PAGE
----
If you are feeling overwhelmed regarding when to start studying and how to stick to your schedule, getting help from a professional MCAT tutor or MCAT prep course may be very beneficial. These professionals can help you gauge your baseline and provide the best strategy for getting ready for the exam. Remember, you want to get the best possible score in your first sitting, so you do not have to worry whether you should retake the MCAT. This test is a grueling and exhausting obstacle on your way to medical school, so why not make it a little bit easier on yourself by getting professional help?
1. When should I start studying for the MCAT?
There are a lot of factors that can affect your start date, but try to give yourself around 6 months between your diagnostic and your test date if you are studying for about 10 hours a week. This means that if your test date is in July, you should start studying in January.
2. How long does it take to get ready for the MCAT?
Depending on how long ago you took your required courses, your MCAT prep can take anywhere from 3 to 6 months. We recommend no less than 3 months of prep and no more than 6.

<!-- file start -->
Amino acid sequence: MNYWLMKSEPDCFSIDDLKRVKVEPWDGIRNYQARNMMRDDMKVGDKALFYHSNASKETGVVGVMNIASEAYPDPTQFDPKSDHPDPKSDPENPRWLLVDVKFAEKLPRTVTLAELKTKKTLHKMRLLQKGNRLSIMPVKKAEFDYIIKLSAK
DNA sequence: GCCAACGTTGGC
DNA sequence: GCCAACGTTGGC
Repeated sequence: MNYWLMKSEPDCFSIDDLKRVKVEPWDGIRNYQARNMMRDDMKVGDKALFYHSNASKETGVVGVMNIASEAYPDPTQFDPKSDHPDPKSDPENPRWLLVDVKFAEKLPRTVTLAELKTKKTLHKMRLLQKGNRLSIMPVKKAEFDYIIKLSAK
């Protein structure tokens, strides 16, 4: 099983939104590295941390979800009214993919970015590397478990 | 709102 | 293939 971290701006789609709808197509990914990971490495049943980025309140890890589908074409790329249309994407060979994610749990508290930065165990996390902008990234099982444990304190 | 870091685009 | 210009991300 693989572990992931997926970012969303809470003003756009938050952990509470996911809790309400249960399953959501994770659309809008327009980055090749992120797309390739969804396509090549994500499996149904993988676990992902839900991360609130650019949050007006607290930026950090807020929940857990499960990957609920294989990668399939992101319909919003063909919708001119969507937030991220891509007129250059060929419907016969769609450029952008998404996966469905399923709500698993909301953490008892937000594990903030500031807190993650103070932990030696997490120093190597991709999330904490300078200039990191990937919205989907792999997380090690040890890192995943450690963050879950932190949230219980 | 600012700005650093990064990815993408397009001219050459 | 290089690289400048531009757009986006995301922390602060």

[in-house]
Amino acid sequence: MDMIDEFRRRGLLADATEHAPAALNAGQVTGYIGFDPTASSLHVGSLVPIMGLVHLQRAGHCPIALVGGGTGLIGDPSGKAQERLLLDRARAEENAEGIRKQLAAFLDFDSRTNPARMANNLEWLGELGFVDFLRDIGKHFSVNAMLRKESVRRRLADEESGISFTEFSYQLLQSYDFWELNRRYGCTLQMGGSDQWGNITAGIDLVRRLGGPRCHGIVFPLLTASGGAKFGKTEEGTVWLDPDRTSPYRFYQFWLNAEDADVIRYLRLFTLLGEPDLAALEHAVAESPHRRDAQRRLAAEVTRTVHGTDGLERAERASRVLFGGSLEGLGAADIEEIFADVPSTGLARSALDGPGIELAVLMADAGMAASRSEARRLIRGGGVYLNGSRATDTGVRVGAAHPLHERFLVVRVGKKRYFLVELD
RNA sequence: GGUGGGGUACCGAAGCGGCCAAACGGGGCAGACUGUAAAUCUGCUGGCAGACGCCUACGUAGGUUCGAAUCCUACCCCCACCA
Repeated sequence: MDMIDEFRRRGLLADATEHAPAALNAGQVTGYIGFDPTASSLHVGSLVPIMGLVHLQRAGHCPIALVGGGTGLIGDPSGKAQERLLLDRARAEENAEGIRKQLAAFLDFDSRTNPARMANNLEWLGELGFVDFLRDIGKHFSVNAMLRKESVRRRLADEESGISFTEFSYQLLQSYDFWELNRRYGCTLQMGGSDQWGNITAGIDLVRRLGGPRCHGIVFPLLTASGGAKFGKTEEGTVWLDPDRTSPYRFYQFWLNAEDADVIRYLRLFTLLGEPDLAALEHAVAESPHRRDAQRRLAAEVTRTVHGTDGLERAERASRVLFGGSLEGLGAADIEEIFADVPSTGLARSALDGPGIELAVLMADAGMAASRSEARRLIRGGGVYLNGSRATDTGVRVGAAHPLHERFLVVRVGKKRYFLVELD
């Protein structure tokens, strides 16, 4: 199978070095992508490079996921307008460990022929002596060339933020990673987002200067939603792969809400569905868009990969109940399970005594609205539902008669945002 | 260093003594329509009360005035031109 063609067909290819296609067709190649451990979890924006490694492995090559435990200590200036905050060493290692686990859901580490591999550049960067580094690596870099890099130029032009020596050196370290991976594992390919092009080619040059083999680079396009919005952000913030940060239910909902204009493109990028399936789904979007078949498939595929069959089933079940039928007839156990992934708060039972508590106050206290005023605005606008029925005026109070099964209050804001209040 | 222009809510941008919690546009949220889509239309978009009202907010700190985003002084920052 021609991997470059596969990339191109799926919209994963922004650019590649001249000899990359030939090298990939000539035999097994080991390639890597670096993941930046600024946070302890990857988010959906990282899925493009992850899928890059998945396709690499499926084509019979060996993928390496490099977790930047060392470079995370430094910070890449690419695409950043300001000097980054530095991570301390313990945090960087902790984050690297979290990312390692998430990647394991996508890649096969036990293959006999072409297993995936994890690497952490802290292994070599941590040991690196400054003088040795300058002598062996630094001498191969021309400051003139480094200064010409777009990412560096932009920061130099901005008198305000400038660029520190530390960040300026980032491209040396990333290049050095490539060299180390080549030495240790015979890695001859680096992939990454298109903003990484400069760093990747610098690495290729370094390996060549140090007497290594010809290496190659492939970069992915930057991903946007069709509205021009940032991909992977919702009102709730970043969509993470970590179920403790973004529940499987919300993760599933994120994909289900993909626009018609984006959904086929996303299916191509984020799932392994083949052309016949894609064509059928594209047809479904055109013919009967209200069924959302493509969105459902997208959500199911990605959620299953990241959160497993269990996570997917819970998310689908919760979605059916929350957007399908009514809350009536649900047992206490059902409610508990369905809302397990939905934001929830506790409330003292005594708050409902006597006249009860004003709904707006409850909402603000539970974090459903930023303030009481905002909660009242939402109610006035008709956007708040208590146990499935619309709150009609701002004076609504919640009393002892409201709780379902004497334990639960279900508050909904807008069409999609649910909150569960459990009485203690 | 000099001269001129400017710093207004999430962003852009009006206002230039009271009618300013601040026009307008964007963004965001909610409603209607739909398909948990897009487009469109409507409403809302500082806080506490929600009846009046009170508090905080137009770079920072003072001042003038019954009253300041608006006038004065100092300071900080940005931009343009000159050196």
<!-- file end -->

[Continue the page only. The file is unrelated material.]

3. What is a good MCAT score?
A good MCAT score is the score that meets and exceeds the MCAT requirements set by your chosen school. In other words, if your chosen school's matriculants' average MCAT was 519 last year, you should aim for this score to get in.
4. When should I take the MCAT?
You should take the MCAT only when you are 100% ready. You should be scoring no less than 90% in your practice tests as you approach your test date. Remember that you can cancel or reschedule your test date if you feel that you will not be ready.
5. How should I get ready for the MCAT?
The first half of your MCAT prep will be mostly content review. You should still do some practice tests and quizzes during the first half, but your second half of MCAT prep schedule should include at least 1 full-length practice test a week, along with practice quizzes and content review, especially of the content you miss in your practice tests.
6. Can I get into medical school with low MCAT?
Yes, it is possible to get into medical school with low MCAT, but you should do your best to do well on the test to increase your chances of acceptance. Many medical schools consider MCAT and GPA before any other parts of the application, so you do not want to make a bad first impression with your scores.
7. Can I avoid the MCAT?
Yes, there are some medical school that do not require the MCAT, but these are few and far between.